Homza gives Tri-City the best of both worlds behind the plate
Some baseball teams are willing to give away a little offense to get a lot of defense at the catcher position, but the Tri-City Dust Devils are getting the best of both worlds with Jonny Homza of Anchorage.
The third-year backstop has made a terrific transition behind the plate and shown patience and polish at the dish in his first season at the Class-A level.
Homza, of South High fame, has reached base in 31 of 34 games to lead all catchers in the Northwest League with a .340 on-base percentage.
He is batting .238, which is 11 points higher than his career average coming into this season and two points higher than the team average.
When the San Diego Padres drafted Homza in the fifth round straight out of high school in 2017, common sense suggested he would struggle defensively being that he was so young and having to reinvent himself at a new position.
Who starts catching at the pro level?
“I had Jonny Homza in his first year catching in the Arizona League,” Tri-City manager Mike McCoy told madfriars.com. “I was the defensive coach there and as you can imagine, someone that has never caught before trying to catch who throw really hard is not the most natural thing in the world to do. It was a challenge, and he really struggled.
“Last year he was a lot better in his second year, and now you would think he has been catching his whole life. His transformation behind the plate is unbelievable to me; he is a tireless worker. He works harder than anyone in the room.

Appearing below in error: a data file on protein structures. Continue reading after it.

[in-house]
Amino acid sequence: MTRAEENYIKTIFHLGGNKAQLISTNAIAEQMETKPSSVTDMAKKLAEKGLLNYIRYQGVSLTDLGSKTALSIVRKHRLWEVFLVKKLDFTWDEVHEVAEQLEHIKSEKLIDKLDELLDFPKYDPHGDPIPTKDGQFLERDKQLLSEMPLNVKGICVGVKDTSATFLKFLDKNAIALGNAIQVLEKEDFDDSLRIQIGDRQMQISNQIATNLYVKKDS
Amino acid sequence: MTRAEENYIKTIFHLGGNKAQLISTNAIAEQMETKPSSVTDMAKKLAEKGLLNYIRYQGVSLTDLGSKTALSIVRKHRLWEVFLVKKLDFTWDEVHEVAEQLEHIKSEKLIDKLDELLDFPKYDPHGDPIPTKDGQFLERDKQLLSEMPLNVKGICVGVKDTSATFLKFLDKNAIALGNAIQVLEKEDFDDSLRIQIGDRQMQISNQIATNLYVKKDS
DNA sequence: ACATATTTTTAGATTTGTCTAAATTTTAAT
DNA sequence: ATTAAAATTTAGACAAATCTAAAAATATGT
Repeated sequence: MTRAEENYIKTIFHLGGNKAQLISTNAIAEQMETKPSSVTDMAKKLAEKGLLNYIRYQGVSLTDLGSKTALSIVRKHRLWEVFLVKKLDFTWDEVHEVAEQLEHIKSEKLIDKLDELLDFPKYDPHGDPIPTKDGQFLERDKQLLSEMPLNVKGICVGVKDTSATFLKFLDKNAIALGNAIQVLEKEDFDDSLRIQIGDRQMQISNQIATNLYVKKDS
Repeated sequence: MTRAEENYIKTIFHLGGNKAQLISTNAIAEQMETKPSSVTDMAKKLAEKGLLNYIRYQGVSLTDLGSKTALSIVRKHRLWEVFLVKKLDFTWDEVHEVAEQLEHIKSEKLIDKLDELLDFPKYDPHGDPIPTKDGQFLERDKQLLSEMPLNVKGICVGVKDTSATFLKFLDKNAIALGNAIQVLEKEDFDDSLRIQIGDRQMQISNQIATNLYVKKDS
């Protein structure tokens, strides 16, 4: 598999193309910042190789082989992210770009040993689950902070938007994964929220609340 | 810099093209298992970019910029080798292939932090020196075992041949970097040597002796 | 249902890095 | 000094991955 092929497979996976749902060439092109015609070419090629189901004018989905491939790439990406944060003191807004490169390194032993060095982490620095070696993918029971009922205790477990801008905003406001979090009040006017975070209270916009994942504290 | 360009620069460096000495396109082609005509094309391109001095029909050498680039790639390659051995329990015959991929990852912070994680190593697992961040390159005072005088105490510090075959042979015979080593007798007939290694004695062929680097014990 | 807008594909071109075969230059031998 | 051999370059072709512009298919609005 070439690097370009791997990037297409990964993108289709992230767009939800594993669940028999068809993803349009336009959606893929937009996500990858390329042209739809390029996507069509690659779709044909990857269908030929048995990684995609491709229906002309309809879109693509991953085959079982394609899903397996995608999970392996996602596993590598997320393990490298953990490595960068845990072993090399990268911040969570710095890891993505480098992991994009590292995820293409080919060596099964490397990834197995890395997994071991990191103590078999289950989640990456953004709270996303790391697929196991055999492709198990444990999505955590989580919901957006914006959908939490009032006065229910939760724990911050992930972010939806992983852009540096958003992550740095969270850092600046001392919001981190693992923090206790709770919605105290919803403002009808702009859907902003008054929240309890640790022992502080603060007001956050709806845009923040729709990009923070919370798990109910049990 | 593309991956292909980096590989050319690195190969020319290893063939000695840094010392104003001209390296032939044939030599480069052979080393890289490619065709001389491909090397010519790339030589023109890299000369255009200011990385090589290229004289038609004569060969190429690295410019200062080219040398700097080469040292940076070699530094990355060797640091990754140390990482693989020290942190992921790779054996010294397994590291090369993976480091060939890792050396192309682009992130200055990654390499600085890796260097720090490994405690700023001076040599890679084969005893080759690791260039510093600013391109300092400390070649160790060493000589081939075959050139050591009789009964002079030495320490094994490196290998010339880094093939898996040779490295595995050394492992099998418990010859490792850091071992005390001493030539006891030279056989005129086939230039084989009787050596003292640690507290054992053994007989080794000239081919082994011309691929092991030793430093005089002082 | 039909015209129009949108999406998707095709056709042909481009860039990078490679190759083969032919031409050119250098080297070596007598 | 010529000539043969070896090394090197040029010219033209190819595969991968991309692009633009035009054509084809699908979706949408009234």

“He’s just a pro.”
Homza, 20, owns a career-high .996 fielding percentage with one error on 273 total chances in 24 games. He has thrown out 12-of-40 baserunners and allowed only one passed ball after allowing 25 passed balls in 39 games the previous two seasons in the Rookie League.
In addition, his range factor at catcher has nearly doubled since his first season. Range factor is determined by dividing putouts and assists by innings.
Homza has also played 10 games at third base, his more traditional position. He has bagged 18 assists and turned five double plays.
“If he put all of his time in at third base, he would be an elite defender there,” McCoy said. “His hands are that good. He has a good arm, so it’s a good position for him.”